Snacking and exercise

Snacking and exercise

If you are exercising for long periods of time, choosing the right snacks can make all the difference.

Whether you are tramping, cycling, playing tennis, swimming or working out at the gym, being well fuelled and hydrated is the key to success.

Long treks and triathlons

With long treks such as the Tongariro Crossing; a 17km trek that takes between seven and nine hours to complete;  you'll need a combination of carbohydrate and protein over the day to keep your body in top form.

This is also the case with the cycle leg of triathlons; which are usually the second leg of the race and you need to refuel after the swimming leg and prepare for the run.

Good snacks include tuna and salad rolls, peanut butter and jam sandwiches, marmite sandwiches, milky drinks like Up & Go and Calci Trim Liquid Breakfast, muesli or cereal bars, fruit buns, pikelets, dried fruit and nuts.

The type of food that you choose will depend on how well your stomach tolerates it. Some people find solid foods helpful, others prefer liquids and gels.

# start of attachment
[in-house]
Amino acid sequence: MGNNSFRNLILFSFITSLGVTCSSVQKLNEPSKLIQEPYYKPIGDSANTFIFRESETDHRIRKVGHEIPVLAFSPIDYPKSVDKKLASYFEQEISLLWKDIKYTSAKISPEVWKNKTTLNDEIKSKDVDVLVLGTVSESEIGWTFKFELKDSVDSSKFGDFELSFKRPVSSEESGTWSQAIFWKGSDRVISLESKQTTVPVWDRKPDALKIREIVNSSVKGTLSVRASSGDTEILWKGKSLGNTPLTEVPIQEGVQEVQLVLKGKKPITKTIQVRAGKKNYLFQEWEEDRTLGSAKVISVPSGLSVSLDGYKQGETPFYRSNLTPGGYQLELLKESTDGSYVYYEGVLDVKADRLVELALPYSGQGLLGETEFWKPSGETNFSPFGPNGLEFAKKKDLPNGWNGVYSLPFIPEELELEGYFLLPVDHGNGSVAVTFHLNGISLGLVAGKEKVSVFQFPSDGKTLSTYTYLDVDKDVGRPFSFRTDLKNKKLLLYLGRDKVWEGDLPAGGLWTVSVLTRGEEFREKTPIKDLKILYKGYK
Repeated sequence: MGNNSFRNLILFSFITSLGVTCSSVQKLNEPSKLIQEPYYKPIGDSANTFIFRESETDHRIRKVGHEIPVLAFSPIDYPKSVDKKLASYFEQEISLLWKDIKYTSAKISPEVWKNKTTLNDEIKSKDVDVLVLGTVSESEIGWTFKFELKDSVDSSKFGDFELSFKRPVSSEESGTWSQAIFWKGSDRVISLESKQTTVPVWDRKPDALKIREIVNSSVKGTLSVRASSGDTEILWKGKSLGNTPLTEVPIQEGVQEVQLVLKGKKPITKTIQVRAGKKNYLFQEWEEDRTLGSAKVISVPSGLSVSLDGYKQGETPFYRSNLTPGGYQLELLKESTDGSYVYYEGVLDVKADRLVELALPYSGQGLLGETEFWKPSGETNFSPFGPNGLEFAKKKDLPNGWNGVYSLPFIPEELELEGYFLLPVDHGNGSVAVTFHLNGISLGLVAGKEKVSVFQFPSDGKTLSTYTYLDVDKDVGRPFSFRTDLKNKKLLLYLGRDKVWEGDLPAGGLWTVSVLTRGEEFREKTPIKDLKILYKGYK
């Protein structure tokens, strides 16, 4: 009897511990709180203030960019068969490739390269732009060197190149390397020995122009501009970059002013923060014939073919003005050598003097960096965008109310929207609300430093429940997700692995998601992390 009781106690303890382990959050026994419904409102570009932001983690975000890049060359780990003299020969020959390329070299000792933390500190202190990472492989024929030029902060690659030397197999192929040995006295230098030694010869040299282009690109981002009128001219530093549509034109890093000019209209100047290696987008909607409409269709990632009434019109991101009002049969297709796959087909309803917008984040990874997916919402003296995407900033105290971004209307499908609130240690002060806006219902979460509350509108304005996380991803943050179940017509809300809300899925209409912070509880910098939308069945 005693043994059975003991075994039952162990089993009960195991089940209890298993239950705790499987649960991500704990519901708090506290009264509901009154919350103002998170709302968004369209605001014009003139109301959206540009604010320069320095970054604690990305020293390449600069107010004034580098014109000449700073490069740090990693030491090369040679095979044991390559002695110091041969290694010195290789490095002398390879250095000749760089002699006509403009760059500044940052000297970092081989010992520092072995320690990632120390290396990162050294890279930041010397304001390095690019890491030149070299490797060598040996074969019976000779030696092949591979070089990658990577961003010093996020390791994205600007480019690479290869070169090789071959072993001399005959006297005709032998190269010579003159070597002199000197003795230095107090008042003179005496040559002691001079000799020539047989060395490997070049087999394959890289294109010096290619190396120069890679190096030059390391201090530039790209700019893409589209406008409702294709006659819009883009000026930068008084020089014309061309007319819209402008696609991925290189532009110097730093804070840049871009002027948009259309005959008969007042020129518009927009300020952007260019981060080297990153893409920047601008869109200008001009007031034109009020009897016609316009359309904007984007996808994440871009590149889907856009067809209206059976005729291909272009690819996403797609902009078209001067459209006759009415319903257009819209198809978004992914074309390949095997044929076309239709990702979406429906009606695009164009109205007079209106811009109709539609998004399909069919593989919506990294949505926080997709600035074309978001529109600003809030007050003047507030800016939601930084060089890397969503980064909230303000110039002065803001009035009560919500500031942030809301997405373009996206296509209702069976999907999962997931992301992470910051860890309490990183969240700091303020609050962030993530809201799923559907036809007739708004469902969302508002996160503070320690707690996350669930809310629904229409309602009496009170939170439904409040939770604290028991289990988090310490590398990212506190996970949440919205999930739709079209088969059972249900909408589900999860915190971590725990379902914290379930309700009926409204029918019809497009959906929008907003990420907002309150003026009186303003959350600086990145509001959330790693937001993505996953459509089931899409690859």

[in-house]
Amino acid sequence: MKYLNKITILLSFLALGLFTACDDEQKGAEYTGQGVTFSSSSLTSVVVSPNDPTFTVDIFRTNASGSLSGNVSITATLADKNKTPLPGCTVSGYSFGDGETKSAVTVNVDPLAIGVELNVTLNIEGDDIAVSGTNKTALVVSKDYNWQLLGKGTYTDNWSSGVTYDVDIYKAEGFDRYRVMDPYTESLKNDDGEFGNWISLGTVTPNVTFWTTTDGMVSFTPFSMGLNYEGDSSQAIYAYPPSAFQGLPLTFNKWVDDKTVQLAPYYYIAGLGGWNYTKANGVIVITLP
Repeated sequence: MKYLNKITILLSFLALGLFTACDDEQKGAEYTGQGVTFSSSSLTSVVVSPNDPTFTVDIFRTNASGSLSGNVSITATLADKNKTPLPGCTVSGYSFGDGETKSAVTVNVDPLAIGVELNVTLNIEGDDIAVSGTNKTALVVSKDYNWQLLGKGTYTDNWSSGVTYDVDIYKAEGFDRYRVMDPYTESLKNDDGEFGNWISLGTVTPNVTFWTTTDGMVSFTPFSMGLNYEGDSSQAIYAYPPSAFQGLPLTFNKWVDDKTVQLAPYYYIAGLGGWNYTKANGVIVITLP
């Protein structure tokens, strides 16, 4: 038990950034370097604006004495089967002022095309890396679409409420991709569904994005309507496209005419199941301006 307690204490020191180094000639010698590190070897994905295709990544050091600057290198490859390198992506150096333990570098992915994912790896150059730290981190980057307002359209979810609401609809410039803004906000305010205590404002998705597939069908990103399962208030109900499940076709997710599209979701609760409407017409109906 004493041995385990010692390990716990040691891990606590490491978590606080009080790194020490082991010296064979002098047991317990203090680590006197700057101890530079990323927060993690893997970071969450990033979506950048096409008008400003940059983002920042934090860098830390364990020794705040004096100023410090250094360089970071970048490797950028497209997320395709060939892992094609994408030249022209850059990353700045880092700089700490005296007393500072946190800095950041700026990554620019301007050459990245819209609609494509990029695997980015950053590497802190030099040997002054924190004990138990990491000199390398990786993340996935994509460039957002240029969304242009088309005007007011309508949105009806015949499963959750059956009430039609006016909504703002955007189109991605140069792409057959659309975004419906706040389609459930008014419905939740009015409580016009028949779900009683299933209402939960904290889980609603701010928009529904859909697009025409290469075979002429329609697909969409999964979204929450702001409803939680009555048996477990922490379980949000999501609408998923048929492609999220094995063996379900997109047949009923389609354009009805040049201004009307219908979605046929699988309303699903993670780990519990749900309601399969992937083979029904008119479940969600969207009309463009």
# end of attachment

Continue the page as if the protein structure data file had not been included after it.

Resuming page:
To keep well hydrated, aim for 600ml to 1 litre of fluid each hour; whether that be plain water or sports drinks.

With the triathlon, aim for 30-60g of carbohydrate per hour during the cycle.


After a morning swim, re-hydrating and refuelling are a priority. A snack that is a mixture of carbohydrate and protein is ideal.

Try a peanut butter and banana sandwich, a low-fat yoghurt drink and a piece of fruit, a fruit bun and flavoured milk or Up & Go.

After the gym

After exercise your aim is to replenish your carbohydrate stores and maximise muscle repair. Try to have a mixed carbohydrate-rich and protein-rich meal within an hour of finishing.

If your main meal is likely to be more than an hour away, have a small snack while you are waiting such as yoghurt and fruit or a glass of milk.

Your evening meal should ideally consist of lean meat, fish or tofu, some pasta, rice, potato or noodles and vegetables or a salad.


Provided you have eaten before you play tennis, it may not be necessary to eat during the game. It depends on how you are feeling. If you find that you are low in energy during the last few sets, or are losing concentration, then it may be a good idea to try a small carbohydrate-rich snack during the game, such as a banana or small cereal bar or even a sports drink that contains carbohydrate.

If you find that you have no issue with concentration or fatigue, then there's no need to snack.

Remember that being well hydrated is also essential. Keep a drink bottle by the side of the court every time you play and take a mouthful at every possible opportunity.

Author: Claire Turnbull

Healthy Food Guide

First published: Oct 2007

2017-04-03 16:57:22

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